K.I.S.S.: Keep it Simple Silly

Alright, you’re excited and you know what’s going on the first day of school! You’re almost ready for a fantastic year of yearbooking fun, but we highly recommend getting ready for yearbook by setting up an easy photo system for contributors, whether they are coming from teachers, parents or students. Yearbook can be hard and stressful, so that’s why setting up a system where parents can upload pictures, like a Google Drive, or using a hashtag that’s specific to your school can be beneficial. By using a hashtag, you can tell parents that if they use it, it gives yearbook staff permission to use the photo. This can really take some of the burden off. Your unique hashtag can help you categorize the photos, and, since we’re all on social media these days, possibly get more photos than past years.

Social media posts like this serve two purposes: show people the yearbook team is everywhere and solicit additional pics.

Another easy system to think about: Set up a regular posting cadence on the parent Facebook page, PTA group or the school’s main social media to encourage anyone with great photos to submit to the yearbook. Setting a realistic schedule up front makes it easier to stick to, and contributors get used to hearing from you. Starting a bi-weekly schedule up front instead of reaching out after the first six weeks of school will likely result in more photos. After all, it’s a lot less intimidating to send a couple photos at a time versus the “photo dump” some parents or teachers may have from the first six weeks.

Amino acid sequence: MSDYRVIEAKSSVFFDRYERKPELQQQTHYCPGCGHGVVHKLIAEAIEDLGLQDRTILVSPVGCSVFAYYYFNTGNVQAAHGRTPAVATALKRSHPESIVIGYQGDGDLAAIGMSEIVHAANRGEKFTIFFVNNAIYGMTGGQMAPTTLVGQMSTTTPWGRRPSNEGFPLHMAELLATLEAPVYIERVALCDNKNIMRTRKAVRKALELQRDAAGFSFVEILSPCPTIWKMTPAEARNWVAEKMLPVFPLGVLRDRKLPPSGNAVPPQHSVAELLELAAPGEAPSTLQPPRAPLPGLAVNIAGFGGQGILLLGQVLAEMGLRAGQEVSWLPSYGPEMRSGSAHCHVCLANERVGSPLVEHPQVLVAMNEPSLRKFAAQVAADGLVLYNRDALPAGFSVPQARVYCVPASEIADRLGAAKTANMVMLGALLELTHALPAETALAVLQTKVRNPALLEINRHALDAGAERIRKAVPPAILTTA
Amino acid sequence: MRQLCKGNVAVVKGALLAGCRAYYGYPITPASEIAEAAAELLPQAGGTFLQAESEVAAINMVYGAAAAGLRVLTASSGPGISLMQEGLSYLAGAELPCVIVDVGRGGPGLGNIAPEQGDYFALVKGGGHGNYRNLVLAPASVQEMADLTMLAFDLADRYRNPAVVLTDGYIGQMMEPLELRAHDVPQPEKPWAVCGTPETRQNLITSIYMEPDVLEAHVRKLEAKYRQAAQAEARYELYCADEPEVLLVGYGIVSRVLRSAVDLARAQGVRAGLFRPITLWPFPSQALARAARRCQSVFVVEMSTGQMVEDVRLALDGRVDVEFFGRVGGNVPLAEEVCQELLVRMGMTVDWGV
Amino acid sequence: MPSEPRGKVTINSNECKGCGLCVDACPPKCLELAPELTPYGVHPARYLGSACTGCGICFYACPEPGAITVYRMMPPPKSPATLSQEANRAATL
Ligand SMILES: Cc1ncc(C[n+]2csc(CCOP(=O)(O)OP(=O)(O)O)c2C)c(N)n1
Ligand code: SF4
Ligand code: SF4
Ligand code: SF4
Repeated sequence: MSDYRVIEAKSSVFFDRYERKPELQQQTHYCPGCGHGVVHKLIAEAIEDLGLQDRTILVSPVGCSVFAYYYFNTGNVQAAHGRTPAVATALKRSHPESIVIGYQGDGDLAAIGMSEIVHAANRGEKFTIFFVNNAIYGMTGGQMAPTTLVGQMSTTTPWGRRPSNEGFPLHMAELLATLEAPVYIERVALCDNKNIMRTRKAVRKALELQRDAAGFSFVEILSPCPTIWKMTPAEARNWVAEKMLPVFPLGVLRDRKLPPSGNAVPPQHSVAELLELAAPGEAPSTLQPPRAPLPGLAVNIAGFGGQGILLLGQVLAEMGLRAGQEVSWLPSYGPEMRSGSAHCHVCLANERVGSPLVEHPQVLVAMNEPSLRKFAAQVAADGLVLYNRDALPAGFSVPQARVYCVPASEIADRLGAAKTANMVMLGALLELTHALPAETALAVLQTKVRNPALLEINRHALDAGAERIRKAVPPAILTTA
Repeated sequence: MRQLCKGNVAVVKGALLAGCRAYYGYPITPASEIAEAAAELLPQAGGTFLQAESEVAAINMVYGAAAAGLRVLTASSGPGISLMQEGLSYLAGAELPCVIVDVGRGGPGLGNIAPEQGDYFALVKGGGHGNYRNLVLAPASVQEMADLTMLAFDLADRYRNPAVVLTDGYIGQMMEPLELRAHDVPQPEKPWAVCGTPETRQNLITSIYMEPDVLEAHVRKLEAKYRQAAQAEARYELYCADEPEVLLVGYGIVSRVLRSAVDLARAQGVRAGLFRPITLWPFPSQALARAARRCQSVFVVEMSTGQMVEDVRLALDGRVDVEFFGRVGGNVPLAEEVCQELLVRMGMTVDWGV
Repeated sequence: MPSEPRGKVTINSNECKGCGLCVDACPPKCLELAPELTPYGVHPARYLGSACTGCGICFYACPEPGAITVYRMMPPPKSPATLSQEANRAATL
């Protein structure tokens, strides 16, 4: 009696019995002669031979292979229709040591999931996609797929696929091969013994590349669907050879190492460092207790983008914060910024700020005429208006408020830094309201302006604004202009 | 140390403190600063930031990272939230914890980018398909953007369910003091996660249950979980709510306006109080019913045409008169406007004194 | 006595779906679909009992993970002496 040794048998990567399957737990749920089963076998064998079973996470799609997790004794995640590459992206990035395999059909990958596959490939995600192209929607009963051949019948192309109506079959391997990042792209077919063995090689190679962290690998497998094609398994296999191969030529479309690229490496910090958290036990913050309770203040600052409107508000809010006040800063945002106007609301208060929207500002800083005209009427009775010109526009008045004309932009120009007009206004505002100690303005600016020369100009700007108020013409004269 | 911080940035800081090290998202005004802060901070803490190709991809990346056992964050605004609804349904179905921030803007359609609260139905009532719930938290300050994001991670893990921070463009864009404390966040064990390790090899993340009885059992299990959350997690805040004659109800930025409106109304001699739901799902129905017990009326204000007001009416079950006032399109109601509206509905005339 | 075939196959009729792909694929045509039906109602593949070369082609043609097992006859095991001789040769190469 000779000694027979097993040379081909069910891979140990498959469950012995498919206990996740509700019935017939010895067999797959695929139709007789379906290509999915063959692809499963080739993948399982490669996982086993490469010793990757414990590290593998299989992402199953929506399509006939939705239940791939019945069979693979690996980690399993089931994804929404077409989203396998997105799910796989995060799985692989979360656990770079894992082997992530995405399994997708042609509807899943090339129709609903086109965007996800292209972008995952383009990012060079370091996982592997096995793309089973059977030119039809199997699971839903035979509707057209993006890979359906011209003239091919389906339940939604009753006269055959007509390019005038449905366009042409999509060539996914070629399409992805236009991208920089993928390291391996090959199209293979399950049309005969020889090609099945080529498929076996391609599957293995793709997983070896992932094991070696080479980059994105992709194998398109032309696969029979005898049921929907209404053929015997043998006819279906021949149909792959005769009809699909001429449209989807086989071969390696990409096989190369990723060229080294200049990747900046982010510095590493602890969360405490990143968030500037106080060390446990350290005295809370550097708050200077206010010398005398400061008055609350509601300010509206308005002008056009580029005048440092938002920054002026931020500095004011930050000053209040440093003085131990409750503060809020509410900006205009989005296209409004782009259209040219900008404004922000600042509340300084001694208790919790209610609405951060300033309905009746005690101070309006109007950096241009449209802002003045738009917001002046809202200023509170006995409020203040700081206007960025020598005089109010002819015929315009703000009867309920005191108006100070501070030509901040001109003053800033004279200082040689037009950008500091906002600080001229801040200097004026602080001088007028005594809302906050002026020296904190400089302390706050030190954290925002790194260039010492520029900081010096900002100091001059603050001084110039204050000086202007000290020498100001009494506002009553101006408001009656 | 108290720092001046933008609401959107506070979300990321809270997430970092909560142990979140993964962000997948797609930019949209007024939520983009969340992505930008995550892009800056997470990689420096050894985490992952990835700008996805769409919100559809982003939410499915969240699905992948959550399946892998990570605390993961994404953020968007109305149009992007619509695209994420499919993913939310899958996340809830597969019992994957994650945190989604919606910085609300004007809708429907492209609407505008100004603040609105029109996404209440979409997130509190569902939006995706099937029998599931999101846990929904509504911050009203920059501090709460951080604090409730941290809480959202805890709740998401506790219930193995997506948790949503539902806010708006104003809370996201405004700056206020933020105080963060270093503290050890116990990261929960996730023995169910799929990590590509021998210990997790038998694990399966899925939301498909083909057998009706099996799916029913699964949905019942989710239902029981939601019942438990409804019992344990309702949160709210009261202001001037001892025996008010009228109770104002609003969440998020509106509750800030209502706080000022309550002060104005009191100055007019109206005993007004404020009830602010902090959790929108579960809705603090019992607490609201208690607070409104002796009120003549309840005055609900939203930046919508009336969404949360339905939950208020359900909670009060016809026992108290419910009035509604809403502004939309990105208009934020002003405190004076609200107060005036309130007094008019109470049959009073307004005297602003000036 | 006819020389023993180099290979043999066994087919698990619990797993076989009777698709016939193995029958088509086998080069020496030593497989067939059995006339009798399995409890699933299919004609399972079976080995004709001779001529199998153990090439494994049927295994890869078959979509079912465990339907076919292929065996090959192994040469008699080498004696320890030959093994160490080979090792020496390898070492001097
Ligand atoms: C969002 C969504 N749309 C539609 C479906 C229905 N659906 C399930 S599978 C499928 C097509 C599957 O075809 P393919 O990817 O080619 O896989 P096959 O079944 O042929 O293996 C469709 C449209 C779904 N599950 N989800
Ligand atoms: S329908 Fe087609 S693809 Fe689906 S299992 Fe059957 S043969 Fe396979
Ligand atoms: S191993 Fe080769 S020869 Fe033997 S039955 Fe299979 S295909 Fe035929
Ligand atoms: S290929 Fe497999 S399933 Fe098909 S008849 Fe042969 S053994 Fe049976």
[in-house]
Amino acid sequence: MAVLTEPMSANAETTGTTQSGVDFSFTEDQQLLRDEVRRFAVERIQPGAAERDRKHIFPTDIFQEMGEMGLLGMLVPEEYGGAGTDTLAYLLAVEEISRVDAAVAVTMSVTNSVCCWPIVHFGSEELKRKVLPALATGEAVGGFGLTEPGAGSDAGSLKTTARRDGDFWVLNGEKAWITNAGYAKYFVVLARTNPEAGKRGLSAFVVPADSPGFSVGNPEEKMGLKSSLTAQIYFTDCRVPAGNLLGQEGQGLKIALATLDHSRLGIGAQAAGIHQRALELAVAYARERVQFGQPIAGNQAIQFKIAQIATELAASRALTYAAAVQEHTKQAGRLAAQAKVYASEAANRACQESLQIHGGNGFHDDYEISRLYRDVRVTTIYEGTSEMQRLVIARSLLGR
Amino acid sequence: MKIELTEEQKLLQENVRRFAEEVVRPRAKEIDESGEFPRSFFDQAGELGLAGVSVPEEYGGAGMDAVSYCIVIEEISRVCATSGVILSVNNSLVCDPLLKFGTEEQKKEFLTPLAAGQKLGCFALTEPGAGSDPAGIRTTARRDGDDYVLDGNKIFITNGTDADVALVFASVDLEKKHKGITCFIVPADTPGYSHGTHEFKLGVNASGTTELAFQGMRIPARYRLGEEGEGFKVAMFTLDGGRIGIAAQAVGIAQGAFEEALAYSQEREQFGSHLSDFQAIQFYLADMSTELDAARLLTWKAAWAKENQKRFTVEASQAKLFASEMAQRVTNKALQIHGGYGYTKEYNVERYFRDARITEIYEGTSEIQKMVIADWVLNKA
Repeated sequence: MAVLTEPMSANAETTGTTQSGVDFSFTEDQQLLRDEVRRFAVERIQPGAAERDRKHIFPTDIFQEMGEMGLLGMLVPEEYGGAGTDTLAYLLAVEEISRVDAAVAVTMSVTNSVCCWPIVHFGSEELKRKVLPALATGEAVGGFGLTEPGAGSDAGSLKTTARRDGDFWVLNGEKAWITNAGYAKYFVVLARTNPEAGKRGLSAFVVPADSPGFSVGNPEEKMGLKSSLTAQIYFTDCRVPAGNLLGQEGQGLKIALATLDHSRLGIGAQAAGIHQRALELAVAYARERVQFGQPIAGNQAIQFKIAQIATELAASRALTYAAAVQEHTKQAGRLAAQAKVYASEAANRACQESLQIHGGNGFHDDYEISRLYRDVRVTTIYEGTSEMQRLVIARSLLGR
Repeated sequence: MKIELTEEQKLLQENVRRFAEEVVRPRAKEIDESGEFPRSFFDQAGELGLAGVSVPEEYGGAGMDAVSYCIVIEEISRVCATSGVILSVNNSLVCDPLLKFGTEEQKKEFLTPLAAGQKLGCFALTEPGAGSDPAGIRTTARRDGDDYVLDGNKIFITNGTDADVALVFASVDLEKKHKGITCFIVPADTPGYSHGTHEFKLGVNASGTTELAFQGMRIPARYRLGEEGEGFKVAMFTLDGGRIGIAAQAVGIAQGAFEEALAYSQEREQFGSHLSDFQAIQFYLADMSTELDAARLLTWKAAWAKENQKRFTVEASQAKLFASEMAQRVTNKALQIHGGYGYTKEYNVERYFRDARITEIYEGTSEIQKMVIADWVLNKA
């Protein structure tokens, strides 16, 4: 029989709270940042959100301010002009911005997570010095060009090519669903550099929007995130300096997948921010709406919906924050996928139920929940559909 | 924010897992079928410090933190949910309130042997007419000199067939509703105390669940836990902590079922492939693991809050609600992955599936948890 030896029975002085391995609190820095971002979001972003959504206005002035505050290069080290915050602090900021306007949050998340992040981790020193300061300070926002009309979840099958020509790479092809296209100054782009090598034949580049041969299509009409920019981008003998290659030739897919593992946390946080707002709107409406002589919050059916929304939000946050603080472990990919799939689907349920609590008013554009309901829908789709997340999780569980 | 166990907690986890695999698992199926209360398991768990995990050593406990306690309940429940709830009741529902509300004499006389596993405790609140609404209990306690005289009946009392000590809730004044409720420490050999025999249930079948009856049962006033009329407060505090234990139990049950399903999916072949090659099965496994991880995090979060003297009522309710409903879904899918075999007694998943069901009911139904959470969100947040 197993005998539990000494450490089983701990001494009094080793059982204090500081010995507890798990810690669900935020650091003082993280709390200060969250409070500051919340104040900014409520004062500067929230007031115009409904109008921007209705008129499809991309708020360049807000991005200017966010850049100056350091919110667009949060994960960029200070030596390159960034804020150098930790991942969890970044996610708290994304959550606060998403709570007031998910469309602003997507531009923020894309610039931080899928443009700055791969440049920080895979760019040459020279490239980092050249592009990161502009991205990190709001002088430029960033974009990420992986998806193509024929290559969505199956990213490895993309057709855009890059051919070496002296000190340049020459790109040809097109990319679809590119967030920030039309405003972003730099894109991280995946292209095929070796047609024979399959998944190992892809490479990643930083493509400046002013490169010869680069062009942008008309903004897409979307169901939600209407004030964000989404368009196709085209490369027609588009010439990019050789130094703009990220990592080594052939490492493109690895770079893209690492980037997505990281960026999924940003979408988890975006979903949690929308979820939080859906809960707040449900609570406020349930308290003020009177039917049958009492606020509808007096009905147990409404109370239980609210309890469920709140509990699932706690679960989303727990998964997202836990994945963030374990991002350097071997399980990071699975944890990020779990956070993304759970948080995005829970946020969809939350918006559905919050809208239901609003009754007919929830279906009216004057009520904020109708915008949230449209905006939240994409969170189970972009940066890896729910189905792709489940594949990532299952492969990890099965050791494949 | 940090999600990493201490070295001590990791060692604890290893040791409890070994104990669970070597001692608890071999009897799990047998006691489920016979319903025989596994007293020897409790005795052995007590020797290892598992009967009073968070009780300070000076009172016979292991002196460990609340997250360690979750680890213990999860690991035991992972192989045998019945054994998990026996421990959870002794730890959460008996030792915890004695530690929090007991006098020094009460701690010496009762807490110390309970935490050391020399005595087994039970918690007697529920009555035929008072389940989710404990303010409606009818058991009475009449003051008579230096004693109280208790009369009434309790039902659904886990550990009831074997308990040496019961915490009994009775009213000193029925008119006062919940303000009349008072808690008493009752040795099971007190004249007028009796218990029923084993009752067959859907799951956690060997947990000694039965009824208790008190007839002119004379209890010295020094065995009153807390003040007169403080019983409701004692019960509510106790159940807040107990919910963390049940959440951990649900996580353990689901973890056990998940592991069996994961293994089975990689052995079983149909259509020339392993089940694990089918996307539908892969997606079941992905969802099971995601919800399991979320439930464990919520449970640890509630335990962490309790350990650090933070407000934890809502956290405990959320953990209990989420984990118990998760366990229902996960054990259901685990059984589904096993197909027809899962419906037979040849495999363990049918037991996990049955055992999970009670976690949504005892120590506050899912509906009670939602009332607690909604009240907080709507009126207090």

Pay Attention to Your Yearbook Provider: They’re Your Friends

Pay attention to “getting started” emails from your trusty yearbook company friends. The friendly yearbook companies – the ones with excellent customer service, not to name any names – will help you get your yearbook started, you just have to pay attention. Keep an eye out for email blasts to help kick off yearbook creation by walking advisers through back-end aspects of yearbooking. (Yes, it IS a verb!) Depending on what you’re looking for, you can get a mini-course on how to create a yearbook, more advanced design resources, marketing assistance and more. For a #MarketingMoment, brainstorm with your yearbook team on capturing your theme in your group photo. For example, if your theme is an anniversary book, you may want to photograph each member with a past yearbook. Another #MarketingMoment idea: Hype up your last yearbook to the PTA, students and teachers, and sprinkle in all the new plans you have for the first six weeks to build excitement!